In 2001, Connecticut legislators gave courts some leeway to relax mandatory minimum sentencing laws for sale or possession of drugs if there is “good cause,” even if the offense occurred within a drug-free school zone. In 2015, Connecticut reduced penalties for certain drug felonies, and eliminated the two-year mandatory minimum for drug possession in school-zones.
You can do several things to work toward reforming your state’s sentencing laws – go to our get involved page to find out how.
June 30, 2015
(The CT Mirror) — The Connecticut House and Senate voted in quick succession Monday to adopt two major criminal justice bills intended to increase police accountability, end racially disparate sentencing and lower incarceration rates for non-violent crimes. The House voted 108 to 37 for legislation that would encourage minority hiring by police and establish standards… Read more »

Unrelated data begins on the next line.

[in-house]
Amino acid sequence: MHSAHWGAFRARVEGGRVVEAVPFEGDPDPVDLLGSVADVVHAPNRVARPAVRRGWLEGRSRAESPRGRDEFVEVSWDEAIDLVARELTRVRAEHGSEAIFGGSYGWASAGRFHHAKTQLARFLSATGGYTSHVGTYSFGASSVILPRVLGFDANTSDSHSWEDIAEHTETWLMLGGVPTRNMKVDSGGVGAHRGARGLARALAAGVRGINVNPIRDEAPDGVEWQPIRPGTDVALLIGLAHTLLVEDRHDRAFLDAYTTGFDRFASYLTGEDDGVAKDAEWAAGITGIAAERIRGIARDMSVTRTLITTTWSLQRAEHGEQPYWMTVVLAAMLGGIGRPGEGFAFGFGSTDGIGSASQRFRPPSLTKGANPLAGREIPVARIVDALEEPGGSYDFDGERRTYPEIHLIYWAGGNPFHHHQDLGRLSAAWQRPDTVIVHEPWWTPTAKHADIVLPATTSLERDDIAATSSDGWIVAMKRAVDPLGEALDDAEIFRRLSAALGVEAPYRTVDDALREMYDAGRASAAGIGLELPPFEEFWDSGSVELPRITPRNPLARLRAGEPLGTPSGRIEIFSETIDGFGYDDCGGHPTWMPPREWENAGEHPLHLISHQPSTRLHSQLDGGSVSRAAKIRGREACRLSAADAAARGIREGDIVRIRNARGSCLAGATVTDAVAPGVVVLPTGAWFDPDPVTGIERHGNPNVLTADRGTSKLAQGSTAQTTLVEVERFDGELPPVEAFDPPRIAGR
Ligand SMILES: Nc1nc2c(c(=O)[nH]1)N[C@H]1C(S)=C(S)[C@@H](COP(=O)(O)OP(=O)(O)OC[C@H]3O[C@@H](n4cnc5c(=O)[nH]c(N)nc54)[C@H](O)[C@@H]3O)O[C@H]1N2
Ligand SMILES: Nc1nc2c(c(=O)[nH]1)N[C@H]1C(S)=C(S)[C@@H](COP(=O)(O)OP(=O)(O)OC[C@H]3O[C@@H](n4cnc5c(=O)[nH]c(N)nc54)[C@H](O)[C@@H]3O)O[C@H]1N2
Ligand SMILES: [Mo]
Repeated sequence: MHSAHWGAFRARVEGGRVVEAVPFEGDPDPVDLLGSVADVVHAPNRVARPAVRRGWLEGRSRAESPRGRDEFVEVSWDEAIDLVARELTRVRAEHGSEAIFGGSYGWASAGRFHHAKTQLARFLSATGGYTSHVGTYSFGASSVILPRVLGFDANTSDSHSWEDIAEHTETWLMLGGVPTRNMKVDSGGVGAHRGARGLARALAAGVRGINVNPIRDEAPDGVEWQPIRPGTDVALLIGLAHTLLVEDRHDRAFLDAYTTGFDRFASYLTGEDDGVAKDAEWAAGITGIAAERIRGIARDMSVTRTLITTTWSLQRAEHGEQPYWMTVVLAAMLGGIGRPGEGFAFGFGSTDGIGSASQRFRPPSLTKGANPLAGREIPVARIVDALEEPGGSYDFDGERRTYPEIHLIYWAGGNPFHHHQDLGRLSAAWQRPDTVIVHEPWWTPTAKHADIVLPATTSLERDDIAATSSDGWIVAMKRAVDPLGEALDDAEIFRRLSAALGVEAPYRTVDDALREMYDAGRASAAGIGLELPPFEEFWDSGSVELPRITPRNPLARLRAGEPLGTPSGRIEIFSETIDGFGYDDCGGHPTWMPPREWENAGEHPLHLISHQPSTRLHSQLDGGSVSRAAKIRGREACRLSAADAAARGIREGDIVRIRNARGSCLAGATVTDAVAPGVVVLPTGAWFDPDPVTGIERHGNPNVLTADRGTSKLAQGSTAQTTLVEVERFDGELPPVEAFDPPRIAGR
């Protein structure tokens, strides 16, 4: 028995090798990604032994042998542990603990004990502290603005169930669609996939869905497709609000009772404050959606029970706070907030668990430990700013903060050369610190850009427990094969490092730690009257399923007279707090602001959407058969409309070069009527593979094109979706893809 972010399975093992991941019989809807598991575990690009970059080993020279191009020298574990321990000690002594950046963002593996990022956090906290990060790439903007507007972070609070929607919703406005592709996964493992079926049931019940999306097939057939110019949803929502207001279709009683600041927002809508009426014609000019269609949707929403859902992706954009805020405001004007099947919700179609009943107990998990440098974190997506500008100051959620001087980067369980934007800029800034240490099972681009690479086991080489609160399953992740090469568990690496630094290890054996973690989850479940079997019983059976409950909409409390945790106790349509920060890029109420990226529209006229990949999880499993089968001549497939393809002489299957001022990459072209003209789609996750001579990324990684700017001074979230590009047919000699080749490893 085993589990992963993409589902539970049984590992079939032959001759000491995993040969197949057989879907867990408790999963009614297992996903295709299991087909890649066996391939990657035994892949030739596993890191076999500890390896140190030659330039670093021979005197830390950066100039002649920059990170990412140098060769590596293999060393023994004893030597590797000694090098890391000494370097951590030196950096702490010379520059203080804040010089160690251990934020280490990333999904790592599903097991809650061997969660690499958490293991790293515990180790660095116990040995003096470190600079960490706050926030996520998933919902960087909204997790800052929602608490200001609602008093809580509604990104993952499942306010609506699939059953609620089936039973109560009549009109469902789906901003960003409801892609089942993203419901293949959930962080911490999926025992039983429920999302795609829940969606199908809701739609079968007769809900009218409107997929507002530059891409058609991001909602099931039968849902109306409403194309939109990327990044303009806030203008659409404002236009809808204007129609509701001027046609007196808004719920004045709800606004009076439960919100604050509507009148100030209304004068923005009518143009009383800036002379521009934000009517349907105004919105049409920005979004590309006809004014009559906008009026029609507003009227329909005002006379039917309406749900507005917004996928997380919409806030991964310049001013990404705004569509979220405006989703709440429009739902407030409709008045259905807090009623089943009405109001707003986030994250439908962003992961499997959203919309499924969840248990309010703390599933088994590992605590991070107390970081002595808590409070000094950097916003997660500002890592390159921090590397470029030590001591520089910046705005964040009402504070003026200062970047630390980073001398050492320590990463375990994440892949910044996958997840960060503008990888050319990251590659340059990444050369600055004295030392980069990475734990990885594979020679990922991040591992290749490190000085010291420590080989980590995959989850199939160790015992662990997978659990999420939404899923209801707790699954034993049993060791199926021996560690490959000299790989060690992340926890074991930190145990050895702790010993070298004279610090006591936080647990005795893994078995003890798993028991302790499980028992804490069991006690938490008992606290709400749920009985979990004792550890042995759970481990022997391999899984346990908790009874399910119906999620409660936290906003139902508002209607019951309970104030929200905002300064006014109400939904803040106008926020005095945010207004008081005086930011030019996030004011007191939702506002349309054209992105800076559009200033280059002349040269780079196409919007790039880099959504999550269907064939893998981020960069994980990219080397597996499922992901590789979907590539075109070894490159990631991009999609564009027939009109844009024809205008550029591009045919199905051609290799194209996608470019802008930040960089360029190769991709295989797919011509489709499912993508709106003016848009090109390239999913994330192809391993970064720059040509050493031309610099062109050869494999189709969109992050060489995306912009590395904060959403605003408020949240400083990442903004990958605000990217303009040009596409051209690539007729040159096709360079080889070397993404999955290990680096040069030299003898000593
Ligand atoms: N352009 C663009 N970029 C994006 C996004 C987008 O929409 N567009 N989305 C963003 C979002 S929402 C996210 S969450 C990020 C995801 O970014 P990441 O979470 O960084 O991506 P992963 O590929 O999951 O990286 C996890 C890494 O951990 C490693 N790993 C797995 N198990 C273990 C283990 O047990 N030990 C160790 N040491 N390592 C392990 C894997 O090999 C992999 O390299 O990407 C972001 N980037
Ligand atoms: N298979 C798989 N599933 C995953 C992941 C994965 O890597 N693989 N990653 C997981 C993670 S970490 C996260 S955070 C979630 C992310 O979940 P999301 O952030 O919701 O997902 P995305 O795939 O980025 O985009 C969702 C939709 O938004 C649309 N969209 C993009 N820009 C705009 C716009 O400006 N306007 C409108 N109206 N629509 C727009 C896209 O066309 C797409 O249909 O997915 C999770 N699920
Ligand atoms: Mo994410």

June 3, 2015
(The CT Mirror) — Salvaged by a late bipartisan deal, Gov. Dannel P. Malloy’s proposal to end racially disparate sentencing and reduce incarceration for non-violent crimes was passed at midnight Tuesday by the Senate and sent to the House. “An Act Concerning a Second Chance Society,” one of the Democratic governor’s major initiatives for the… Read more »
June 2, 2015
(New Haven Register) — The governor’s signature legislation around a Second Chance Society that takes away a mandatory penalty and felony status for possession of drugs is expected to advance in both chambers in a bipartisan effort. Gov. Dannel P. Malloy wants to join a number of red states that have changed their drug laws… Read more »
May 30, 2015
(The Wall Street Journal) Gov. Dannel Malloy opened this year’s legislative session with a push to revamp Connecticut’s laws around nonviolent drug offenses, calling the harsh penalties “a failed experiment” from the 1980s and 90s. Now, with less than a week remaining in the session, some state lawmakers on both sides of the aisle are… Read more »